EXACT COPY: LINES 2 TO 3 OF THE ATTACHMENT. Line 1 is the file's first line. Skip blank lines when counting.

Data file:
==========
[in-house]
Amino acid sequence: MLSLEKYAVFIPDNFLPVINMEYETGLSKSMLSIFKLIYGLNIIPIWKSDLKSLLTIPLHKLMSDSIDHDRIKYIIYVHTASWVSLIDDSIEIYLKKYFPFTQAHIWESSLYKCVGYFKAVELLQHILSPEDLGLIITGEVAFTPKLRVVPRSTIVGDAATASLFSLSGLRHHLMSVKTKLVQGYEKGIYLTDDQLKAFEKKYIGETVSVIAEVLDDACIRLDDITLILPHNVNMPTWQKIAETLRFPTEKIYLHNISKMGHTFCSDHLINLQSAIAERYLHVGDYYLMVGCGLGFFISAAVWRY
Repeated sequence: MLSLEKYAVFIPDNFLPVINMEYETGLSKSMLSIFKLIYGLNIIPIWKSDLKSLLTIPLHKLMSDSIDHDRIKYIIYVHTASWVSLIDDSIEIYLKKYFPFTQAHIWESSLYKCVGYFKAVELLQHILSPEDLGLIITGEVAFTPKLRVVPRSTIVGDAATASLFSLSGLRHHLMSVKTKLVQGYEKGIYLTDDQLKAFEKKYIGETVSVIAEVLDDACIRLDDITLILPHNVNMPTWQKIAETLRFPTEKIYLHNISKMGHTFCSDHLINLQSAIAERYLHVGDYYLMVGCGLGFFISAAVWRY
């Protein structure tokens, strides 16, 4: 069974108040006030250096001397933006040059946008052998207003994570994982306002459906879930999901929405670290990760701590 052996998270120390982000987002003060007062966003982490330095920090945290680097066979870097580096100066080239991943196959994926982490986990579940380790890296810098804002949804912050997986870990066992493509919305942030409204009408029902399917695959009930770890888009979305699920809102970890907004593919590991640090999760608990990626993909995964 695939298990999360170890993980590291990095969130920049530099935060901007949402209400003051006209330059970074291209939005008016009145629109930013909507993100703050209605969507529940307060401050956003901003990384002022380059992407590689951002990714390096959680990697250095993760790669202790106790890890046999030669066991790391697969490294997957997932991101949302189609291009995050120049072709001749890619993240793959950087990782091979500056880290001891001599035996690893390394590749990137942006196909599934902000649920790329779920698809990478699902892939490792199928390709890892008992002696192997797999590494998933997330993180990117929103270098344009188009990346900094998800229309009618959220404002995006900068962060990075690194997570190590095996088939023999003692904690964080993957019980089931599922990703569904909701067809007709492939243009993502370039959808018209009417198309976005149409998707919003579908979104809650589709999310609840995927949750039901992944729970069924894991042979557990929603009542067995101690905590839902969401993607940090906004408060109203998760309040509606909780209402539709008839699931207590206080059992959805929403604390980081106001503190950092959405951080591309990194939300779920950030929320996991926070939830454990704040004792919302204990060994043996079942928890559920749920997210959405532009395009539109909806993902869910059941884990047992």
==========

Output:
Amino acid sequence: MLSLEKYAVFIPDNFLPVINMEYETGLSKSMLSIFKLIYGLNIIPIWKSDLKSLLTIPLHKLMSDSIDHDRIKYIIYVHTASWVSLIDDSIEIYLKKYFPFTQAHIWESSLYKCVGYFKAVELLQHILSPEDLGLIITGEVAFTPKLRVVPRSTIVGDAATASLFSLSGLRHHLMSVKTKLVQGYEKGIYLTDDQLKAFEKKYIGETVSVIAEVLDDACIRLDDITLILPHNVNMPTWQKIAETLRFPTEKIYLHNISKMGHTFCSDHLINLQSAIAERYLHVGDYYLMVGCGLGFFISAAVWRY
Repeated sequence: MLSLEKYAVFIPDNFLPVINMEYETGLSKSMLSIFKLIYGLNIIPIWKSDLKSLLTIPLHKLMSDSIDHDRIKYIIYVHTASWVSLIDDSIEIYLKKYFPFTQAHIWESSLYKCVGYFKAVELLQHILSPEDLGLIITGEVAFTPKLRVVPRSTIVGDAATASLFSLSGLRHHLMSVKTKLVQGYEKGIYLTDDQLKAFEKKYIGETVSVIAEVLDDACIRLDDITLILPHNVNMPTWQKIAETLRFPTEKIYLHNISKMGHTFCSDHLINLQSAIAERYLHVGDYYLMVGCGLGFFISAAVWRY